Politics

Court closes judge retirement age loophole

Retired judges over the age of 75 can't preside over Federal Court cases, the Federal Court of Appeal has ruled.

Retired judges over the age of 75 can't preside over Federal Court cases, the Federal Court of Appeal has ruled.

Federal Court judges face mandatory retirement at 75 years old, but are sometimes called on to act as deputy judges after they've retired.

Deputy judges are current and past superior, county or district court judges called on by the Federal Court chief justice to act as Federal Court judges. They're paid per diems for the cases they hear and don't have offices or salaries.

The Federal Court's chief justice had ruled that, since deputy judges don't hold office, they aren't covered under the law that enforces retirement age.

But the Federal Court of Appeal has overturned that decision.

The court's deputy judges haven't been hearing cases since 2009 when the question arose.

In the discussion of the arguments heard in the case, Judges Karen Sharlow and Eleanor Dawson said the question wasn't about whether people 75 and older should exercise the powers of a Federal Court judge, or whether they were capable of doing so.

"Rather, the question before the Court is whether Parliament intended to give the Chief Justice the authority to request that a person over the statutorily mandated retirement age act as a judge of the Federal Court," they wrote.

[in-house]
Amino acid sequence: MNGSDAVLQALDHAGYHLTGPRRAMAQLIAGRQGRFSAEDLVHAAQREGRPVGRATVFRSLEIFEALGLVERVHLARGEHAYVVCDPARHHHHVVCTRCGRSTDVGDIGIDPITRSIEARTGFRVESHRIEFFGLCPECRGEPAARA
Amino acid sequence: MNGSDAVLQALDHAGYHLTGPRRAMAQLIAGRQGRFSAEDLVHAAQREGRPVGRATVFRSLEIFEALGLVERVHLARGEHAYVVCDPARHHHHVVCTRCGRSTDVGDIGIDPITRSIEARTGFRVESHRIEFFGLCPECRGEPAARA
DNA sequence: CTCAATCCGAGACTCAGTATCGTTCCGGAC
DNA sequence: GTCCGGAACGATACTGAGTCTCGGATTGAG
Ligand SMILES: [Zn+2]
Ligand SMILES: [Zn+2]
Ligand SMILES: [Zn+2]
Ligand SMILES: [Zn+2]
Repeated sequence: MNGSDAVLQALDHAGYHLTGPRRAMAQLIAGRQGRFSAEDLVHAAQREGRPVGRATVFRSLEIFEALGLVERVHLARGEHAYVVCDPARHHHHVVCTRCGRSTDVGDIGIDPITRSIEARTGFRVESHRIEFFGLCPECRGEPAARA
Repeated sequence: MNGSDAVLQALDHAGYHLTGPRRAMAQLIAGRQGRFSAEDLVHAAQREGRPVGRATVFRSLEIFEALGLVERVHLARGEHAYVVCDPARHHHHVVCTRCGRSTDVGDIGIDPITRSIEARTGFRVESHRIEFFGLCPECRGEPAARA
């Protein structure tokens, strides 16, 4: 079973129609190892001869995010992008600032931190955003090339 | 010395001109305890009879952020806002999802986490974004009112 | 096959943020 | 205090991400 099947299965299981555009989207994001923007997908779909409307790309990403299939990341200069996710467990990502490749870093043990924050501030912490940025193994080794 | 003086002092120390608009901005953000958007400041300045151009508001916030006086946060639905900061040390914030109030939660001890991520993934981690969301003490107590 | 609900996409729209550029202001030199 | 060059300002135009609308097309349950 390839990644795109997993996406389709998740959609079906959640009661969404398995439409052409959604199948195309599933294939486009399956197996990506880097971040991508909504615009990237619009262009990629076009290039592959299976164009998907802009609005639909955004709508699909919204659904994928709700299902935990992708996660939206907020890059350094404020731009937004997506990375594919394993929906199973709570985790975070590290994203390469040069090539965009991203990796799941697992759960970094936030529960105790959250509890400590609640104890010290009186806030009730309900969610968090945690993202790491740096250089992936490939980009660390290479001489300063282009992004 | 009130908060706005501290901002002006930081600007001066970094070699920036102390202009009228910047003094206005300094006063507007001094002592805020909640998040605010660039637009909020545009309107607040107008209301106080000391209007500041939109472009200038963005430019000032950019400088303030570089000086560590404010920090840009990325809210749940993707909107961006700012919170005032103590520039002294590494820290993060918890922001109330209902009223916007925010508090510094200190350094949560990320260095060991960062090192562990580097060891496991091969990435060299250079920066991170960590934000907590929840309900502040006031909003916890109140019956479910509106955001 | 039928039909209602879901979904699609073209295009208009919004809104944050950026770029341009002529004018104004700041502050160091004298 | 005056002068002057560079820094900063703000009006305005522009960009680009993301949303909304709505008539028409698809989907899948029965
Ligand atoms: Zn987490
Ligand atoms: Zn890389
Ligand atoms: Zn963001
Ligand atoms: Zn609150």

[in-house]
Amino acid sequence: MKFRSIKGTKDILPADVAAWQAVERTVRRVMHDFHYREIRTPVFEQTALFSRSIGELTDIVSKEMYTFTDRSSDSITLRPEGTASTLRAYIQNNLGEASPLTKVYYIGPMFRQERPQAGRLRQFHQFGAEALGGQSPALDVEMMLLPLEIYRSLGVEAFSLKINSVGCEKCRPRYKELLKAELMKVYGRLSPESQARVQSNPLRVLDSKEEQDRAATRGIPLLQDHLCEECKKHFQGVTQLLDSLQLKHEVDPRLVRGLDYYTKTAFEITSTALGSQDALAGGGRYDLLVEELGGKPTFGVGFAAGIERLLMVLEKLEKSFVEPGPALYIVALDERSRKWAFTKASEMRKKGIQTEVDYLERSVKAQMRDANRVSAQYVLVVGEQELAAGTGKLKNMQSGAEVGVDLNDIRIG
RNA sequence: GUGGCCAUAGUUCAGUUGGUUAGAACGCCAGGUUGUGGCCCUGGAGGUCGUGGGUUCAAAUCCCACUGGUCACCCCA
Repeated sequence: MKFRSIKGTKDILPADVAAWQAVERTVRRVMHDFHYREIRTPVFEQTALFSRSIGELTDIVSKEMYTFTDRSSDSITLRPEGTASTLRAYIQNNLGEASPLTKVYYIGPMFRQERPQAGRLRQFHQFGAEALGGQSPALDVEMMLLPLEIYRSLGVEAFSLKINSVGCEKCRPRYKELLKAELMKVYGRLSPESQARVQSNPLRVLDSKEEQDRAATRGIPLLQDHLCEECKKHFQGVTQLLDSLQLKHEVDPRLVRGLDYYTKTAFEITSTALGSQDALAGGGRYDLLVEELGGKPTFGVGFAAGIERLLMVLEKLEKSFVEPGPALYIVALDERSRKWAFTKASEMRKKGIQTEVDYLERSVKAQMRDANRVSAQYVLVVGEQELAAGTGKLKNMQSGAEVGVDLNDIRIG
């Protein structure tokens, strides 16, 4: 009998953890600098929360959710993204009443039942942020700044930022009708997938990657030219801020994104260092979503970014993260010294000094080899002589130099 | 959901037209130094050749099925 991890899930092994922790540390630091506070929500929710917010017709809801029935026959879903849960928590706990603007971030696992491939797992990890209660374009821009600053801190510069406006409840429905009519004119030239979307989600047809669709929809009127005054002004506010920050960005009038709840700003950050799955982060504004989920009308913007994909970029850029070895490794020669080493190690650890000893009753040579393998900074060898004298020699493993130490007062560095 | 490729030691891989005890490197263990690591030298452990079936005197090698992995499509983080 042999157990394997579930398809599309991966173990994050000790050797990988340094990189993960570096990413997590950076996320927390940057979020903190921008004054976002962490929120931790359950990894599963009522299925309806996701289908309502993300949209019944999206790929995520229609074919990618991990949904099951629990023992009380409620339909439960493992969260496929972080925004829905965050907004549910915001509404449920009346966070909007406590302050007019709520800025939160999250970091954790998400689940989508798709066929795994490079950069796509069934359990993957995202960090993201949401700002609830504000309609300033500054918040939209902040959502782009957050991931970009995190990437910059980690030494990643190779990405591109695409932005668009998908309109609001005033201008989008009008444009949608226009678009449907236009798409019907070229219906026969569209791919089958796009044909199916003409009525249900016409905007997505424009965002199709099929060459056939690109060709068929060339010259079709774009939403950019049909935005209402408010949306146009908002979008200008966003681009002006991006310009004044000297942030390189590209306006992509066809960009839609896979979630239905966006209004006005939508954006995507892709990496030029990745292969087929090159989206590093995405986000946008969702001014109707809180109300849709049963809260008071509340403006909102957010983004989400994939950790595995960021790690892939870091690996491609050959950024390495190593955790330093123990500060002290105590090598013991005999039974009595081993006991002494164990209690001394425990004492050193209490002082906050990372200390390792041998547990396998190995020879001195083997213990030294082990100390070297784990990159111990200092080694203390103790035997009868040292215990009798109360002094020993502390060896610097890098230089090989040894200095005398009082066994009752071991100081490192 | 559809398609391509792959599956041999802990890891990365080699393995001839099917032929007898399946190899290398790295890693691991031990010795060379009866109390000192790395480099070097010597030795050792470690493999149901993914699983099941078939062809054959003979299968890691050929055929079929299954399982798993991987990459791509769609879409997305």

"It defies common sense to conclude that a judge of the Federal Court on turning 75 years of age ceases to hold office and yet, at the request of the Chief Justice of the Federal Court, may continue to perform the same judicial duties as a deputy judge. It is equally illogical to conclude that a judge of the superior court of a province may cease to hold office on attaining age 75 and then assume judicial duties acting as a deputy judge of the Federal Court."

Judge David Stratas disagreed with the finding, writing that the "interpretive clues" show the law doesn't bar former judges over 75 years old from being deputy judges.

The question arose in an immigration case in which Luis Alberto Felipa requested judicial review of an Immigration and Refugee Board decision. Felipa didn't want his case heard by Louis Tannenbaum, the 77-year-old retired Quebec Superior Court judge who was assigned to it as a deputy Federal Court judge.

It's now up to Immigration Minister Jason Kenney to decide whether he wants to appeal the decision to the Supreme Court.

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